ir = desired real interest rate
pe = inflationary expectations


The level of risk in investments is taken into consideration. This is why very volatile investments like shares and junk bonds have higher returns than safer ones like bank deposits.

The extra interest charged on a risky investment is the risk premium. The required risk premium is dependent on the risk preferences of the lender.

If an investment is 50% likely to go bankrupt, a risk-neutral lender will require their returns to double. So for an investment normally returning $100 they would require $200 back. A risk-averse lender would require more than $200 back and a risk-loving lender less than $200. Evidence suggests that most lenders are in fact risk-averse.

Generally speaking a longer-term investment carries a maturity risk premium, because long-term loans are exposed to more risk of default during their duration.

Liquidity preference

Most investors prefer their money to be in cash than in less fungible investments. Cash is on hand to be spent immediately if the need arises, but some investments require time or effort to transfer into spendable form. This is known as liquidity preference. A 10-year loan, for instance, is very illiquid compared to a 1-year loan. A 10-year US Treasury bond, however, is liquid because it can easily be sold on the market.

A market interest-rate model

A basic interest rate pricing model for an asset
in = ir + pe + rp+ lp

Assuming perfect information, pe is the same for all participants in the market, and this is identical to:
in = i*n + rp + lp

in is the nominal interest rate on a given investment
ir is the risk-free return to capital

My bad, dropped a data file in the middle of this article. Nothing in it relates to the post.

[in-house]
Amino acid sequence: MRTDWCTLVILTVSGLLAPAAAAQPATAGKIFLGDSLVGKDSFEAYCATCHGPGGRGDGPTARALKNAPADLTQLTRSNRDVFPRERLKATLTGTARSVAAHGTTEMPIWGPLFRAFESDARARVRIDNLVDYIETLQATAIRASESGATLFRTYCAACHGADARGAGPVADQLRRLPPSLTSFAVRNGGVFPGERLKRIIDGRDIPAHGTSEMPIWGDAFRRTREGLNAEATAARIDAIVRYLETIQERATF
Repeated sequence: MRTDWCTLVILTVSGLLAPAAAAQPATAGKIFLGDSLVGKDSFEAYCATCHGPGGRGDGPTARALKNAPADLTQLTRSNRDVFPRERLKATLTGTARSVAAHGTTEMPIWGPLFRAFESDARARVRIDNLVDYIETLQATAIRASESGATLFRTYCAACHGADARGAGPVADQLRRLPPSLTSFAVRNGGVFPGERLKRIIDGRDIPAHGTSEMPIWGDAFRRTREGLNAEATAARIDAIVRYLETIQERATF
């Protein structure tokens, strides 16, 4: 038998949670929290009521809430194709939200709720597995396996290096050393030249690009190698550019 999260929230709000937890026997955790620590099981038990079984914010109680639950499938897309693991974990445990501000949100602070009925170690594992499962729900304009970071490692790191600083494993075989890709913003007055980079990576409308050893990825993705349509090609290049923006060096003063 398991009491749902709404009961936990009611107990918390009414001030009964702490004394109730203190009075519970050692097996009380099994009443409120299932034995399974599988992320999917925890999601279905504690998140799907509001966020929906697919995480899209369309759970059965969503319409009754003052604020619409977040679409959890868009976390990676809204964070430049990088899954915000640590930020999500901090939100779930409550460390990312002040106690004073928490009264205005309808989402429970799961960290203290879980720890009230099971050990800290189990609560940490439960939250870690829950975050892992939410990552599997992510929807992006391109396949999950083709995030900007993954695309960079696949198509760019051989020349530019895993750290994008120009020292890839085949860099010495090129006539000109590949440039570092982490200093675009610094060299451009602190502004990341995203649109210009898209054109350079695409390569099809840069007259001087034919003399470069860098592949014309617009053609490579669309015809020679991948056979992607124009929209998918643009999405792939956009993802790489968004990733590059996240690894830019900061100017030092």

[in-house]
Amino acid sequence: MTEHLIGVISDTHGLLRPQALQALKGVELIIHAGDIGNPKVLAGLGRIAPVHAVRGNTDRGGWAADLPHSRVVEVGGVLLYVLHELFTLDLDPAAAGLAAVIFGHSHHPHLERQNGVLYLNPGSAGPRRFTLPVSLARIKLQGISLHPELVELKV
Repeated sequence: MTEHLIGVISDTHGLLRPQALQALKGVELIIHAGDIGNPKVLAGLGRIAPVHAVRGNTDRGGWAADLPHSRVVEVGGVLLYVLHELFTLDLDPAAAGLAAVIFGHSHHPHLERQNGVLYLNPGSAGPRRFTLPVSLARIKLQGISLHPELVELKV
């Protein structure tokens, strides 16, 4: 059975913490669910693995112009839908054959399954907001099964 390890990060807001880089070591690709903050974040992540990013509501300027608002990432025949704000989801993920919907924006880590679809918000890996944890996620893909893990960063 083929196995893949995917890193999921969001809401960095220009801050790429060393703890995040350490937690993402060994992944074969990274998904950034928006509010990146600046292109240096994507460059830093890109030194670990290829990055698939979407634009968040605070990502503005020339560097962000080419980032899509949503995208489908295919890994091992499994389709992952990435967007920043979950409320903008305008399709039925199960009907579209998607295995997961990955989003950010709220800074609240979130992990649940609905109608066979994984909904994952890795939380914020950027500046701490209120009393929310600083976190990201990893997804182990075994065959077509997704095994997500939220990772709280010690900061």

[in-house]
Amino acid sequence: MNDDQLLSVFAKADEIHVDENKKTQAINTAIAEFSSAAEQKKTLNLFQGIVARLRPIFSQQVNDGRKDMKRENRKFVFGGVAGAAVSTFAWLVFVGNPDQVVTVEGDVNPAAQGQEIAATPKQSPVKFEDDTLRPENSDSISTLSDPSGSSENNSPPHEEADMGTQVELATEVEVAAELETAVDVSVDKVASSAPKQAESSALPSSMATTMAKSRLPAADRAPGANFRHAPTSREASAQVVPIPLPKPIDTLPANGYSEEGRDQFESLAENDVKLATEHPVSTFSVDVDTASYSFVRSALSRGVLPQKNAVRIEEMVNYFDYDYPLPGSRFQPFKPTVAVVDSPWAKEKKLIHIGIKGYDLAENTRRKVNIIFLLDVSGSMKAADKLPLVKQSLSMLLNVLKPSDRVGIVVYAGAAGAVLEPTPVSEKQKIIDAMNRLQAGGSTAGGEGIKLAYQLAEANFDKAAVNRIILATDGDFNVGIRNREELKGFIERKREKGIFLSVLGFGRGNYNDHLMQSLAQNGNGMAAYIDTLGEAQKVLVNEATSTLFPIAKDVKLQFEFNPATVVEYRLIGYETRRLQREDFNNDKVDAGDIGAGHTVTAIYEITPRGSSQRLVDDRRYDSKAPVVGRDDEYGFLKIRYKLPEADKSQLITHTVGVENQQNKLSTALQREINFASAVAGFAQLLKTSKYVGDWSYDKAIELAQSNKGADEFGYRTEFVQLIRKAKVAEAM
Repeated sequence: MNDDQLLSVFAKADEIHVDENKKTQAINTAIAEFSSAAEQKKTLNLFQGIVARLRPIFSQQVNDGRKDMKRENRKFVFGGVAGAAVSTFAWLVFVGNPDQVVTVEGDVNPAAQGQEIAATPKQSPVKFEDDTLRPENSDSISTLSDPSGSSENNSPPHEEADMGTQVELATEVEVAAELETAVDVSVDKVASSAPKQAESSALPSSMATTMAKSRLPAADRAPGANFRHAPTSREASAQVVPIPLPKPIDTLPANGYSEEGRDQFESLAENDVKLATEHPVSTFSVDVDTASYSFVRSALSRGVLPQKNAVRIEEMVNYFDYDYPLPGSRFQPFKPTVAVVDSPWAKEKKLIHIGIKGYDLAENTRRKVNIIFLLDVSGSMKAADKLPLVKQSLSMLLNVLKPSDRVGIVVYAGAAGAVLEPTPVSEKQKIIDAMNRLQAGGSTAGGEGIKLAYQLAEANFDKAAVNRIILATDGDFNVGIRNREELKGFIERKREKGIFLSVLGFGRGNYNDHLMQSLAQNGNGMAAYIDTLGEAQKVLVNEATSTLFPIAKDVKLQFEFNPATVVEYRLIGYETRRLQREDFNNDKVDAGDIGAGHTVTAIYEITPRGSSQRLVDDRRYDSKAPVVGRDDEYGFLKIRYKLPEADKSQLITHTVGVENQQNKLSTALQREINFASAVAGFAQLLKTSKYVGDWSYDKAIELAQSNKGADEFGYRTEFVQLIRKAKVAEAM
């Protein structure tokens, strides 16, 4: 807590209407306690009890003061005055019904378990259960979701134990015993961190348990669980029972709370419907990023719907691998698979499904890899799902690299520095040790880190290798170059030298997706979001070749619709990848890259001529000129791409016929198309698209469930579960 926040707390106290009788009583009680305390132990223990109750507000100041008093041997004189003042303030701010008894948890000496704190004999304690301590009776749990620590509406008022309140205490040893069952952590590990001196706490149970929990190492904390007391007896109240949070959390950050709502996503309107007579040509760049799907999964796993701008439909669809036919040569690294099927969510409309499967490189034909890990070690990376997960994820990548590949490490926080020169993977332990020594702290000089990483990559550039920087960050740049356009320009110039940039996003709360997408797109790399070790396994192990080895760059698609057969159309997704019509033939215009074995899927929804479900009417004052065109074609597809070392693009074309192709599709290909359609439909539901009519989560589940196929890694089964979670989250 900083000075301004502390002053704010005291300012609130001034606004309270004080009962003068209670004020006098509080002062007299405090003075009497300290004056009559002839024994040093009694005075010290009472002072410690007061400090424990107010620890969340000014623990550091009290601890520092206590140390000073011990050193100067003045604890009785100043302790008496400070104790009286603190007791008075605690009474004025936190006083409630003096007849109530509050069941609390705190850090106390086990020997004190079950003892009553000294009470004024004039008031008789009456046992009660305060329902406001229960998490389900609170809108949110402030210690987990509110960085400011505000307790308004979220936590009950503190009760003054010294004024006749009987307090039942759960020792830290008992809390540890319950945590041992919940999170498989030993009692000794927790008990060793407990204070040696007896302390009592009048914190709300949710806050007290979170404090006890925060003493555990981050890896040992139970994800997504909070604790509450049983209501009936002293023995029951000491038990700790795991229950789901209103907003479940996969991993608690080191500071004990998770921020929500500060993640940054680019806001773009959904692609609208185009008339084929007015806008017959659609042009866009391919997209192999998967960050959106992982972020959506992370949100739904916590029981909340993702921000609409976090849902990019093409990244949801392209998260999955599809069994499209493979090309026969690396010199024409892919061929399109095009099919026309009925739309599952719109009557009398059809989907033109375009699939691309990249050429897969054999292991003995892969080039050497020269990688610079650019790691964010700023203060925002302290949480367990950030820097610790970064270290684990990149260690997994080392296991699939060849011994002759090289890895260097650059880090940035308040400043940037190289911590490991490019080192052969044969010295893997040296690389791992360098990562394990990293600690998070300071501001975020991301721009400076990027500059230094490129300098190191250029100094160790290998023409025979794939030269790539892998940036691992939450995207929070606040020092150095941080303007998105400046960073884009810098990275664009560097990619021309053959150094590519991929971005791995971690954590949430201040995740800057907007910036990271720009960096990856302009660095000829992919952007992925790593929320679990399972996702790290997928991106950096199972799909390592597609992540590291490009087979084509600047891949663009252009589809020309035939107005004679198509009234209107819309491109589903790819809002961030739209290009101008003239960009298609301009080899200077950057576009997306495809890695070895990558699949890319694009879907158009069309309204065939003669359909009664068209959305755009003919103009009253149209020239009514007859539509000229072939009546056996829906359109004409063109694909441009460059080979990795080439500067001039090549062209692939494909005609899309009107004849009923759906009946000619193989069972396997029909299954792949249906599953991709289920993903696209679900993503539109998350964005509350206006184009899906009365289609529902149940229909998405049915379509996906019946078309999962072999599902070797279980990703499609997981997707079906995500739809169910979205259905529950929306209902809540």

i*n = the nominal interest rate on a short-term risk-free liquid bond (such as U.S. Treasury Bills).
rp = a risk premium reflecting the length of the investment and the likelihood the borrower will default
lp = liquidity premium (reflecting the perceived difficulty of converting the asset into money and thus into goods).

Interest rate notations

What is commonly referred to as the interest rate in the media is generally the rate offered on overnight deposits by the Central Bank or other authority, annualised.

The total interest on an investment depends on the timescale the interest is calculated on, because interest paid may be compounded.

In finance, the effective interest rate is often derived from the yield, a composite measure which takes into account all payments of interest and capital from the investment.

In retail finance, the annual percentage rate and effective annual rate concepts have been introduced to help consumers easily compare different products with different payment structures.

Interest rates in macroeconomics

Output and unemployment

Interest rates are the main determinant of investment on a macroeconomic scale. Broadly speaking, if interest rates increase across the board, then investment decreases, causing a fall in national income.

Interest rates are set by the Government or by a Central Bank as the main tool of monetary policy. The Government or central bank offers to buy and sell money at the desired rate, and because of their immense size they are able to effectively set i*n.

By altering i*n, the Government/central bank is able to affect the interest rates faced by everyone who wants to borrow money for economic investment. Investment can change rapidly to changes in interest rates, affecting national income.

Through Okun's Law changes in output affect unemployment.

Money and inflation

Loans, bonds, and shares have some of the characteristics of money and are included in the broad money supply.

By setting i*n, the Government or central bank can affect the markets to alter the total of loans, bonds and shares issued. Generally speaking, a higher real interest rate reduces the broad money supply.

Through the quantity theory of money, increases in the money supply lead to inflation. This means that interest rates can affect inflation in the future.

Mathematical note

Because interest and inflation are generally given as percentage increases, the formulas above are approximations.

For instance,
in = ir + pe

can be stated accurately as:
ir = [(1 + in)/(1 + pe)] 1

For the purposes of most economic analysis, logarithms of indices are taken, which means the formulae work as stated in the article.